Chunked codes are efficient random linear network coding (RLNC) schemes with low computational cost, where the input packets are encoded into small chunks (i.e., subsets of the coded packets). During the network transmission, RLNC is performed within each chunk. In this paper, we first introduce a simple transfer matrix model to characterize the transmission of chunks and derive some basic properties of the model to facilitate the performance analysis. We then focus on the design of overlapped chunked codes, a class of chunked codes whose chunks are non-disjoint subsets of input packets, which are of special interest since they can be encoded with negligible computational cost and in a causal fashion. We propose expander chunked (EC) codes, the first class of overlapped chunked codes that have an analyzable performance, where the construction of the chunks makes use of regular graphs. Numerical and simulation results show that in some practical settings, EC codes can achieve rates within 91 to 97 % of the optimum and outperform the state-of-the-art overlapped chunked codes significantly.

  18. QR codes for dummies

    CERN Document Server

    Waters, Joe

    2012-01-01

    Find out how to effectively create, use, and track QR codes QR (Quick Response) codes are popping up everywhere, and businesses are reaping the rewards. Get in on the action with the no-nonsense advice in this streamlined, portable guide. You'll find out how to get started, plan your strategy, and actually create the codes. Then you'll learn to link codes to mobile-friendly content, track your results, and develop ways to give your customers value that will keep them coming back. It's all presented in the straightforward style you've come to know and love, with a dash of humor thrown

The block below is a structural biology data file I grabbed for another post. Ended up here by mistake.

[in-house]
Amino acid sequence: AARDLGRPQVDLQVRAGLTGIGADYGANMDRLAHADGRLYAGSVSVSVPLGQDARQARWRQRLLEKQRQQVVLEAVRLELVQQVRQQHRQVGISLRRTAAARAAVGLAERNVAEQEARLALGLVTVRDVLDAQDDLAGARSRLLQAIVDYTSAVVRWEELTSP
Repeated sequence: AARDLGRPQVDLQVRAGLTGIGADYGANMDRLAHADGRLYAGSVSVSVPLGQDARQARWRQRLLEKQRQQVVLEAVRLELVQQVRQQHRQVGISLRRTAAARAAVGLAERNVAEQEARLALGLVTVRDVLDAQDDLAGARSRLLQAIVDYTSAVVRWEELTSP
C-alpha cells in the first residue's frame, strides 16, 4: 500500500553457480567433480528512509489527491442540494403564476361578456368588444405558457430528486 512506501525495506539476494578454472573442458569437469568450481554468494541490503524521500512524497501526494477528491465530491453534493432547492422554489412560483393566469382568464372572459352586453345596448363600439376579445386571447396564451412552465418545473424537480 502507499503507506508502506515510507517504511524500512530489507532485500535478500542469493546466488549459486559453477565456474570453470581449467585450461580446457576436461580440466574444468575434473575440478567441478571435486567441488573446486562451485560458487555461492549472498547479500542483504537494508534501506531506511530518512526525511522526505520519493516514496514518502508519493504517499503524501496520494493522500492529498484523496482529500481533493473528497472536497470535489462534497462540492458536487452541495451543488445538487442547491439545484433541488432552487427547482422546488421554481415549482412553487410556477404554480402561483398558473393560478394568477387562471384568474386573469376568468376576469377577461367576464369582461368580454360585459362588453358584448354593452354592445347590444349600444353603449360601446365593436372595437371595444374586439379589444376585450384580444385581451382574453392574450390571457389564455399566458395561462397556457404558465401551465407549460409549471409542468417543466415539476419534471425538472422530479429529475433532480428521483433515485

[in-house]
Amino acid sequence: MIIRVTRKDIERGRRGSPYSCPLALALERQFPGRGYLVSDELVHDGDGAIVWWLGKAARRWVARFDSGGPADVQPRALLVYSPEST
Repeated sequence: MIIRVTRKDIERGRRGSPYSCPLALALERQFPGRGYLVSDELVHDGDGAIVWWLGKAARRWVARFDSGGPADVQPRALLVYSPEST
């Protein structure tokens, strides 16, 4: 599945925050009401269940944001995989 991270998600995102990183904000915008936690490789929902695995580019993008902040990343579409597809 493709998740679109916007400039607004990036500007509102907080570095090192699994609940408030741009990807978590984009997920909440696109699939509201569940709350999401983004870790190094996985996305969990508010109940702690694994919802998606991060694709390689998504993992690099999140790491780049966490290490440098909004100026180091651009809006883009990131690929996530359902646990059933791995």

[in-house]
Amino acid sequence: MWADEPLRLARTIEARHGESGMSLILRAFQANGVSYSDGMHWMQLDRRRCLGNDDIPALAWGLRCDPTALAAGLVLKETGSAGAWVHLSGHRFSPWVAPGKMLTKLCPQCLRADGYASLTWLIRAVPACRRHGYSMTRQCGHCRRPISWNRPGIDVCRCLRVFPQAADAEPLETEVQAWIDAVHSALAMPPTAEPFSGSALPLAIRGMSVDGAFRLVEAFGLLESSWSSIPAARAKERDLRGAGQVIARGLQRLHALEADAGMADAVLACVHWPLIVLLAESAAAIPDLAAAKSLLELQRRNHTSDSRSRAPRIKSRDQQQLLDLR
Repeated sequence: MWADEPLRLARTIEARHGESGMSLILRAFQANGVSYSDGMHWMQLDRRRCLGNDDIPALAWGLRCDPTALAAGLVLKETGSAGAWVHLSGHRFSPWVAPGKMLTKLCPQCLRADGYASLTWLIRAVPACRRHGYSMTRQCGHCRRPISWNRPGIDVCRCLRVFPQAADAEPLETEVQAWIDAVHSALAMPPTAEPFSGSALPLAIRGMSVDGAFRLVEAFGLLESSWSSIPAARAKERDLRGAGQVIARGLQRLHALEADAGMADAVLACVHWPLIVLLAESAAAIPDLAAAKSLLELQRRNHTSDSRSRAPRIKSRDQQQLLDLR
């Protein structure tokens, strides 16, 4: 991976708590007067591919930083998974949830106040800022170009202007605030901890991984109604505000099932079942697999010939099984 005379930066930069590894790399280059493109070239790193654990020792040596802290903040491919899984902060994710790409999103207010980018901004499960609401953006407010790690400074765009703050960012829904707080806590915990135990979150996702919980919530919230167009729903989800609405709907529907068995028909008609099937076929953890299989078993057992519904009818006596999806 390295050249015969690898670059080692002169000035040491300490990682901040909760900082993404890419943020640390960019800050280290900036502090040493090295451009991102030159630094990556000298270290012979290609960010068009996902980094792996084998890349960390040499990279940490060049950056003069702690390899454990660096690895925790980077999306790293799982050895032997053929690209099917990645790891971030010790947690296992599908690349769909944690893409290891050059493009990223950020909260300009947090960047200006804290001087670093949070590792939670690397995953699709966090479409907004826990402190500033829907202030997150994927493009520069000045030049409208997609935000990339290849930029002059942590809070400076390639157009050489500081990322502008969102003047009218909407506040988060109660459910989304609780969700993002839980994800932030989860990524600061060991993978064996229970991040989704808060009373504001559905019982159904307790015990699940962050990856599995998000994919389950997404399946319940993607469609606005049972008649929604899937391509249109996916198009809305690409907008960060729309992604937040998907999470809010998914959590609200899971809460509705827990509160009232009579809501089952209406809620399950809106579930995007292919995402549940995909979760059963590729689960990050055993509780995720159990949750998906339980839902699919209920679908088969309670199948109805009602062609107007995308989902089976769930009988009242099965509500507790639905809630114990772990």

19. Identifying temporal codes in spontaneously active sensory neurons.

    Directory of Open Access Journals (Sweden)

    Alexander B Neiman

    Full Text Available The manner in which information is encoded in neural signals is a major issue in Neuroscience. A common distinction is between rate codes, where information in neural responses is encoded as the number of spikes within a specified time frame (encoding window, and temporal codes, where the position of spikes within the encoding window carries some or all of the information about the stimulus. One test for the existence of a temporal code in neural responses is to add artificial time jitter to each spike in the response, and then assess whether or not information in the response has been degraded. If so, temporal encoding might be inferred, on the assumption that the jitter is small enough to alter the position, but not the number, of spikes within the encoding window. Here, the effects of artificial jitter on various spike train and information metrics were derived analytically, and this theory was validated using data from afferent neurons of the turtle vestibular and paddlefish electrosensory systems, and from model neurons. We demonstrate that the jitter procedure will degrade information content even when coding is known to be entirely by rate. For this and additional reasons, we conclude that the jitter procedure by itself is not sufficient to establish the presence of a temporal code.